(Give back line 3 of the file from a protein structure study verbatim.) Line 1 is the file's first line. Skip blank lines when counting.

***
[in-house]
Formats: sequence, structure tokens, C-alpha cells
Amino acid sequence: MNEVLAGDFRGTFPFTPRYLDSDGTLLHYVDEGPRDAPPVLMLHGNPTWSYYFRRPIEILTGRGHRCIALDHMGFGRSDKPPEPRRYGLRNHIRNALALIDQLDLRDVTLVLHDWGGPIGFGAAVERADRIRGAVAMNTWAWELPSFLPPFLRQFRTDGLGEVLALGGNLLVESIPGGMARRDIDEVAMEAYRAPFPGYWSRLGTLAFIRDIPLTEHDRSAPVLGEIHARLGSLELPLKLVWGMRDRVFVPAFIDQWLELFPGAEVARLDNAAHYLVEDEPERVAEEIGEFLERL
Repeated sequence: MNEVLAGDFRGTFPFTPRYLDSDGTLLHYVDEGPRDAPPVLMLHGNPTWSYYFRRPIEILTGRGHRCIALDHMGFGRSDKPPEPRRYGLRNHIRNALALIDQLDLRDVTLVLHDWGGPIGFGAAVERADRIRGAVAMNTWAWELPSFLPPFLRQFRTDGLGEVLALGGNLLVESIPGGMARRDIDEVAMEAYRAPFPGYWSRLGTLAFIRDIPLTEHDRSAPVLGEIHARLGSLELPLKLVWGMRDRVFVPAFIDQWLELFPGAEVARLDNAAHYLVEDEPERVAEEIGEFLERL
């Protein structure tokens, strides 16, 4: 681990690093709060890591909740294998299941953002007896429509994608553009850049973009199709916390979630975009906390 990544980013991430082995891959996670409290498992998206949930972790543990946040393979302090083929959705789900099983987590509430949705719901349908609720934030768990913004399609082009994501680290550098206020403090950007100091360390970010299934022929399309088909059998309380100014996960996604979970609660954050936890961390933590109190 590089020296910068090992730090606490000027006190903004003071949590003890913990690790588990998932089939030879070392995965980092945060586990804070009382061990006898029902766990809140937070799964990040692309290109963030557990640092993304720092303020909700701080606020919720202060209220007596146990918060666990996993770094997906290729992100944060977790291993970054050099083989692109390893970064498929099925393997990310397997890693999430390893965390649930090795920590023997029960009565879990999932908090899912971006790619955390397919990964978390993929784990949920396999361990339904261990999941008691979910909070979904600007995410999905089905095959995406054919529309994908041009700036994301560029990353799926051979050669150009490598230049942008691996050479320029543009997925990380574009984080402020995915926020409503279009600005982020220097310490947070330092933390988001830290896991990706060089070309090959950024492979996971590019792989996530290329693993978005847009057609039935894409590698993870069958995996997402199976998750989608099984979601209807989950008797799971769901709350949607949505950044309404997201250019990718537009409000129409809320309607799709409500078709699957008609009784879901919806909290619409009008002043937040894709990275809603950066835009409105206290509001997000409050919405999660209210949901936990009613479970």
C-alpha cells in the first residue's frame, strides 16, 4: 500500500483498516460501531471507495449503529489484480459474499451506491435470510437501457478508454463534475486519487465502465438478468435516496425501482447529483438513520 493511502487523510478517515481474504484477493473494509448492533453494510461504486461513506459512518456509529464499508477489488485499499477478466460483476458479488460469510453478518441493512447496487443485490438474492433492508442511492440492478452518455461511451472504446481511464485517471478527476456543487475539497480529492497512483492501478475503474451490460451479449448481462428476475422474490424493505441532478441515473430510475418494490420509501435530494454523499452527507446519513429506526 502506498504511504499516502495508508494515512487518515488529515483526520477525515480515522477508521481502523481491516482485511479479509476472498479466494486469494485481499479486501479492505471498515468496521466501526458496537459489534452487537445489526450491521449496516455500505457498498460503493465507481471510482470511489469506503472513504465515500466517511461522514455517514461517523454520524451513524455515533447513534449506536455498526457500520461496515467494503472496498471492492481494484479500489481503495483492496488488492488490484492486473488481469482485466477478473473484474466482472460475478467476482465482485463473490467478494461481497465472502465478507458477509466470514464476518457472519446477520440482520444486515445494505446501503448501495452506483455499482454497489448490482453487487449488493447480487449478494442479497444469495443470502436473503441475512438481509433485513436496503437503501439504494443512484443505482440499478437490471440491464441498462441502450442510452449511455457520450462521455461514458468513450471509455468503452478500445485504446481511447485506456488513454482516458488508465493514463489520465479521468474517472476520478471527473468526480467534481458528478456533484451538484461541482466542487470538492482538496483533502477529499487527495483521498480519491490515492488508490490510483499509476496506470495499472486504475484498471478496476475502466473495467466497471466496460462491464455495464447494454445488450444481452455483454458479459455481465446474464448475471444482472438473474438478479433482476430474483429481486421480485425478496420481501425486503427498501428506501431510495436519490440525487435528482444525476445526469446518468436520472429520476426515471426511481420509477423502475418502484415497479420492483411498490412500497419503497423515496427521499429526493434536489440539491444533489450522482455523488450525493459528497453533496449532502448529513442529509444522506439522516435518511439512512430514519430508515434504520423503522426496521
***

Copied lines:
Amino acid sequence: MNEVLAGDFRGTFPFTPRYLDSDGTLLHYVDEGPRDAPPVLMLHGNPTWSYYFRRPIEILTGRGHRCIALDHMGFGRSDKPPEPRRYGLRNHIRNALALIDQLDLRDVTLVLHDWGGPIGFGAAVERADRIRGAVAMNTWAWELPSFLPPFLRQFRTDGLGEVLALGGNLLVESIPGGMARRDIDEVAMEAYRAPFPGYWSRLGTLAFIRDIPLTEHDRSAPVLGEIHARLGSLELPLKLVWGMRDRVFVPAFIDQWLELFPGAEVARLDNAAHYLVEDEPERVAEEIGEFLERL